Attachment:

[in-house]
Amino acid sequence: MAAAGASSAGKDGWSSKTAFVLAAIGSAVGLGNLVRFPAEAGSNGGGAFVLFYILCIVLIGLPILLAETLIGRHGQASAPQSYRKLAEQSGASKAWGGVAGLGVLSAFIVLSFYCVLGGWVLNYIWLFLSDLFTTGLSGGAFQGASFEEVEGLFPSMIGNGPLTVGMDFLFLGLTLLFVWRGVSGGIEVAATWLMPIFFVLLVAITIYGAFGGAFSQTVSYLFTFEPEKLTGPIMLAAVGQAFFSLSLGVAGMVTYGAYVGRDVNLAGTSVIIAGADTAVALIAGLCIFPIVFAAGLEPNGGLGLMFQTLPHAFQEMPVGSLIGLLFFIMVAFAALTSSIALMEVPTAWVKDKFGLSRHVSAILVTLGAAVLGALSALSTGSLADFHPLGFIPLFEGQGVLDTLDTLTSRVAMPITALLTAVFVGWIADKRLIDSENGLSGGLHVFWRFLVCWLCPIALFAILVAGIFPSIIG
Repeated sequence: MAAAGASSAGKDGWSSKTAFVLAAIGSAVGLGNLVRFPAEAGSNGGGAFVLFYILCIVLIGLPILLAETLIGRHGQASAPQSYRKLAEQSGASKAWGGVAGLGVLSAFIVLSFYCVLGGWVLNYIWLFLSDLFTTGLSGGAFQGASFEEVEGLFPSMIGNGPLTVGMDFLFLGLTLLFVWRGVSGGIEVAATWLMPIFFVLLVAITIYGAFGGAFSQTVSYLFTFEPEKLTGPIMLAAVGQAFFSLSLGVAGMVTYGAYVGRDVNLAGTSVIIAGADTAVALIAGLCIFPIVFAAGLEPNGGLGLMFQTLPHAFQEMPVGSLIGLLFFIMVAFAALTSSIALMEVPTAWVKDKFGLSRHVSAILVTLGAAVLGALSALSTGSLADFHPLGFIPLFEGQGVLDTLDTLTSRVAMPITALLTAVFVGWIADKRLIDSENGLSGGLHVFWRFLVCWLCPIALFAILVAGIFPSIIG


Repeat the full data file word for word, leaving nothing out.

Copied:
[in-house]
Amino acid sequence: MAAAGASSAGKDGWSSKTAFVLAAIGSAVGLGNLVRFPAEAGSNGGGAFVLFYILCIVLIGLPILLAETLIGRHGQASAPQSYRKLAEQSGASKAWGGVAGLGVLSAFIVLSFYCVLGGWVLNYIWLFLSDLFTTGLSGGAFQGASFEEVEGLFPSMIGNGPLTVGMDFLFLGLTLLFVWRGVSGGIEVAATWLMPIFFVLLVAITIYGAFGGAFSQTVSYLFTFEPEKLTGPIMLAAVGQAFFSLSLGVAGMVTYGAYVGRDVNLAGTSVIIAGADTAVALIAGLCIFPIVFAAGLEPNGGLGLMFQTLPHAFQEMPVGSLIGLLFFIMVAFAALTSSIALMEVPTAWVKDKFGLSRHVSAILVTLGAAVLGALSALSTGSLADFHPLGFIPLFEGQGVLDTLDTLTSRVAMPITALLTAVFVGWIADKRLIDSENGLSGGLHVFWRFLVCWLCPIALFAILVAGIFPSIIG
Repeated sequence: MAAAGASSAGKDGWSSKTAFVLAAIGSAVGLGNLVRFPAEAGSNGGGAFVLFYILCIVLIGLPILLAETLIGRHGQASAPQSYRKLAEQSGASKAWGGVAGLGVLSAFIVLSFYCVLGGWVLNYIWLFLSDLFTTGLSGGAFQGASFEEVEGLFPSMIGNGPLTVGMDFLFLGLTLLFVWRGVSGGIEVAATWLMPIFFVLLVAITIYGAFGGAFSQTVSYLFTFEPEKLTGPIMLAAVGQAFFSLSLGVAGMVTYGAYVGRDVNLAGTSVIIAGADTAVALIAGLCIFPIVFAAGLEPNGGLGLMFQTLPHAFQEMPVGSLIGLLFFIMVAFAALTSSIALMEVPTAWVKDKFGLSRHVSAILVTLGAAVLGALSALSTGSLADFHPLGFIPLFEGQGVLDTLDTLTSRVAMPITALLTAVFVGWIADKRLIDSENGLSGGLHVFWRFLVCWLCPIALFAILVAGIFPSIIG